KBA Posts Profit for 2009, Targets Modest Sales Increase in 2010

While prepayments fell, cash inflows from operating activities were relatively high (€29.6m against €34.6m in 2008) thanks to a reduction in working capital. The free cash flow improved from -€9.9m in 2008 to €4.9m. At the end of December liquid assets totalled €76.1m and bank loans €48.3m, resulting in net liquidity of €27.8m (2008: €22.6m). After eighteen months of recession these figures are well above the average for the engineering industry.

The issue of employee shares and income retention increased the corporate equity base from €411.1m the previous year to €419.8m. A big drop in inventories and trade receivables reduced the balance sheet total from €1,181.4m in 2008 to €1,060.4m. The ratio of equity to the smaller balance sheet total climbed to 39.6% (2008: 34.8%), which was also well above the industry average.

Solid finances support innovation
Credit lines totalling some €100m from private banks safeguard liquidity until March 2012. Thanks to its financial stability and fast turnaround following the loss in 2008 KBA has needed no state guarantees or loans from the German Economic Fund. The world’s oldest press manufacturer is drawing on its own resources to complete its realignment to new market realities. And notwithstanding its rigorous cutbacks in expenditure, KBA again invested almost 5% of its total turnover in R&D. And as in previous years it outranked its German and foreign rivals in national and international patent statistics.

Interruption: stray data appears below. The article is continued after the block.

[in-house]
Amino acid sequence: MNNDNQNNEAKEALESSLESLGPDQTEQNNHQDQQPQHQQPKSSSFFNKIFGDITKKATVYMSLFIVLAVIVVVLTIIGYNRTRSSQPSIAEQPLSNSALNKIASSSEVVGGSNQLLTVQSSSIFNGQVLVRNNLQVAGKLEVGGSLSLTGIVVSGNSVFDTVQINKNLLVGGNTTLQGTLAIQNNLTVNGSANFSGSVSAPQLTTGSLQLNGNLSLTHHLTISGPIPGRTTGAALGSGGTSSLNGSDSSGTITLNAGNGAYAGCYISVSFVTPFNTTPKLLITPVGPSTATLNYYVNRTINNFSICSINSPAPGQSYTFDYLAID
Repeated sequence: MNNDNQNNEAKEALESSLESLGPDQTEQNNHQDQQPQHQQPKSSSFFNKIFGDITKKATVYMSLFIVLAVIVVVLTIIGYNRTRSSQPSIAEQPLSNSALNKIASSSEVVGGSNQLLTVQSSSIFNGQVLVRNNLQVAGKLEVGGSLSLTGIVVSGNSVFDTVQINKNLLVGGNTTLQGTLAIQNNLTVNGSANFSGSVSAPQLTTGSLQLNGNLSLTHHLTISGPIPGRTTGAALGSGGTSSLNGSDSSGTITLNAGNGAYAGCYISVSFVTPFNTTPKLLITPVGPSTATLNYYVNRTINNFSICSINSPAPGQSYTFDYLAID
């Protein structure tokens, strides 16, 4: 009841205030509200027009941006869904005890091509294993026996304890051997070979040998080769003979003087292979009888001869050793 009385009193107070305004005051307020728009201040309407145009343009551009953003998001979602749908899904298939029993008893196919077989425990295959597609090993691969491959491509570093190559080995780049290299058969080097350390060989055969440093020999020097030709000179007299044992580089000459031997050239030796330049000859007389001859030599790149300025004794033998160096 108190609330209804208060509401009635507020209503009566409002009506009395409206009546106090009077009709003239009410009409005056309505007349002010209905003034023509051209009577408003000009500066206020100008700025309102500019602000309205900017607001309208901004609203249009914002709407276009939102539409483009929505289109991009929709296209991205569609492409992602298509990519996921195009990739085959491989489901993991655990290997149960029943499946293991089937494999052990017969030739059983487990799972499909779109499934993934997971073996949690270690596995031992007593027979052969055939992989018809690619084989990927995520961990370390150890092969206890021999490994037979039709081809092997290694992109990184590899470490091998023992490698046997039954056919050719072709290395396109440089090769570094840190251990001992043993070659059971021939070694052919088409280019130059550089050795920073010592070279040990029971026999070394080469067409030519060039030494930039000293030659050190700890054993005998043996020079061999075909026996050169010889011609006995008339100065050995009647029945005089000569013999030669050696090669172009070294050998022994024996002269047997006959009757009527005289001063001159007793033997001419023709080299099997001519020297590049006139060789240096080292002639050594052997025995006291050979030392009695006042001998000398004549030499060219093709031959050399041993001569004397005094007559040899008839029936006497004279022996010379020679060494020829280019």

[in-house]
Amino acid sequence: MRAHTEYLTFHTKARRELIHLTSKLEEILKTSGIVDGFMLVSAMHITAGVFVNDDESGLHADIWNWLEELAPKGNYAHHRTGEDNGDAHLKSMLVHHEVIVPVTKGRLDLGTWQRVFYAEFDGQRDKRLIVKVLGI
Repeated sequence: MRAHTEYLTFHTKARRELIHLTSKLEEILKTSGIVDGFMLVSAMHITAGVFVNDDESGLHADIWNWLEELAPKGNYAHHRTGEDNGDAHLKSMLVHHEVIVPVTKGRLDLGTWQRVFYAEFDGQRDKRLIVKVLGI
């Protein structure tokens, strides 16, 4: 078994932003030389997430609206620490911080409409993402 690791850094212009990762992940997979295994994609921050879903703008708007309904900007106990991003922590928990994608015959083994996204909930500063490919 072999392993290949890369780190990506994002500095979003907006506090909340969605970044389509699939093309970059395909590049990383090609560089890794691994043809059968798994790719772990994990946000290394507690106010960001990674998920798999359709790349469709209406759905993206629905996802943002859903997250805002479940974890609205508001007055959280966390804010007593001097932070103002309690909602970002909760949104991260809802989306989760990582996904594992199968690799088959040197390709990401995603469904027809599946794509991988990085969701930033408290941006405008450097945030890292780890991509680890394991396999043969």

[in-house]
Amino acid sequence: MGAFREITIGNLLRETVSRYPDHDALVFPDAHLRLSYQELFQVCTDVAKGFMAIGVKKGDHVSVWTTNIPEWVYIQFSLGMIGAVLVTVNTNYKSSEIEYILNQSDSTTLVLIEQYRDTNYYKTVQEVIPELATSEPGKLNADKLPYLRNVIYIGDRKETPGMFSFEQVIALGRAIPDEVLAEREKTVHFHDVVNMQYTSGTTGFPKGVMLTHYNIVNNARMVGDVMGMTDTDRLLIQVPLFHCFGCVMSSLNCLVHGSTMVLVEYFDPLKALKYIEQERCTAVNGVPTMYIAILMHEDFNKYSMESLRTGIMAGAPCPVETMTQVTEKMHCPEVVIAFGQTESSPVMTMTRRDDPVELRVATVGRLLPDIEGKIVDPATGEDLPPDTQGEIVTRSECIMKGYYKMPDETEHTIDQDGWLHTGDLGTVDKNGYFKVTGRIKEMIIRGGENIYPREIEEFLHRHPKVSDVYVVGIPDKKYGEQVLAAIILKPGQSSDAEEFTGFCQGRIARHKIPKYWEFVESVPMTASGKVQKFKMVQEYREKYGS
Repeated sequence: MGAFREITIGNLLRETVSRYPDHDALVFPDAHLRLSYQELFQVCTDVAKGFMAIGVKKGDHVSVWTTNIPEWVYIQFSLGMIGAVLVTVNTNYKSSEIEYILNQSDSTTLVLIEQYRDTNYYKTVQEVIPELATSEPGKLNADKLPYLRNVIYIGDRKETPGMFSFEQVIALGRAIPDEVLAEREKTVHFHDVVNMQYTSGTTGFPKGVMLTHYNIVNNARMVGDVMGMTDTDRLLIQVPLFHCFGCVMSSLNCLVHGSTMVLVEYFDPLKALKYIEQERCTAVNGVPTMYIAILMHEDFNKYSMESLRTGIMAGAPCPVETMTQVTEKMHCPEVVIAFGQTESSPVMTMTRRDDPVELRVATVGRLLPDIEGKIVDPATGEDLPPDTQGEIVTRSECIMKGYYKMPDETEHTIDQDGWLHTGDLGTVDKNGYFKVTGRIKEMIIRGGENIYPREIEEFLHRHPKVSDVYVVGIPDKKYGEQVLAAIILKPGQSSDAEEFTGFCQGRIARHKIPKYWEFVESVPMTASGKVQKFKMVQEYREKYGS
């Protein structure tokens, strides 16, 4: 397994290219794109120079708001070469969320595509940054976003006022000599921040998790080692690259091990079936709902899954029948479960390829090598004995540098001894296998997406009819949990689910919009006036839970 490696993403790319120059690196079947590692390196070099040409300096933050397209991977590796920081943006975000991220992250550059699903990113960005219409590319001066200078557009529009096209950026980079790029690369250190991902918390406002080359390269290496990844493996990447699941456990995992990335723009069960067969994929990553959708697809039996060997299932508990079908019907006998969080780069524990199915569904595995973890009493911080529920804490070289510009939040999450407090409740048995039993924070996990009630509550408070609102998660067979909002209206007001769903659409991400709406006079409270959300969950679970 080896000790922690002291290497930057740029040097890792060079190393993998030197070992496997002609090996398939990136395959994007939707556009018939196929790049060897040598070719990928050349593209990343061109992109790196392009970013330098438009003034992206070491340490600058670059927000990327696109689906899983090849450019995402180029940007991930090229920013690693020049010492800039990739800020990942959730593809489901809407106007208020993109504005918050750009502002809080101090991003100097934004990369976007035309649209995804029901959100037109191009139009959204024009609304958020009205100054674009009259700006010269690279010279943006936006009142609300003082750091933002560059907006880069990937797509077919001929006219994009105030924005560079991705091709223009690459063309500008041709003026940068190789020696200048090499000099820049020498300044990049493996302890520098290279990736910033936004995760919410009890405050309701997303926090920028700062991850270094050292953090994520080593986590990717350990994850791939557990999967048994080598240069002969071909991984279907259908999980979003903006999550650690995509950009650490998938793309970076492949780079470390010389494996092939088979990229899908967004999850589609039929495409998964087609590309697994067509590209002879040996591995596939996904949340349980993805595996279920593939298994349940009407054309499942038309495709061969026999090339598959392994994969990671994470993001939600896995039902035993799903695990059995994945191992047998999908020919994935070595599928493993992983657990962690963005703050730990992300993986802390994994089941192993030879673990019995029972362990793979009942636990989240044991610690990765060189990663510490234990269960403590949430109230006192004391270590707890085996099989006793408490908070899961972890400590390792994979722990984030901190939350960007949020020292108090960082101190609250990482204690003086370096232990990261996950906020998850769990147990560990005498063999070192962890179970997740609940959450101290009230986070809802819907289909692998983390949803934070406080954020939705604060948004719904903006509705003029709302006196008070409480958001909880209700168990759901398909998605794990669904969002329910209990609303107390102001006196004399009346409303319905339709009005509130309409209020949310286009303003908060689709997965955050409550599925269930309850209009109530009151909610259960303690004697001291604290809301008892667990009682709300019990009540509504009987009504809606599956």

Slack demand impacts on order intake and sales
Last year there was no sign of a sustained upturn in the global print media industry, although demand did stabilise in the second six months. Group order intake dropped to €883.9m, 28.8% below the 2008 figure of €1,241.5m. At €464.6m the total volume of sheetfed orders booked was 22.4% down on the prior-year figure of €598.5m. While this was better than the industry average, slack demand for newspaper and commercial presses led to an above-average drop in new orders for big web installations. Some of KBA’s niche markets – metal decorating, industrial coding and UV printing on plastic, film and data storage devices – were adversely affected by banks’ reluctance to provide credit. Another, security printing, held up well and made a significant contribution to group earnings. The total volume of new orders for web and special presses shrank by 34.8% to €419.3m (2008: €643m).

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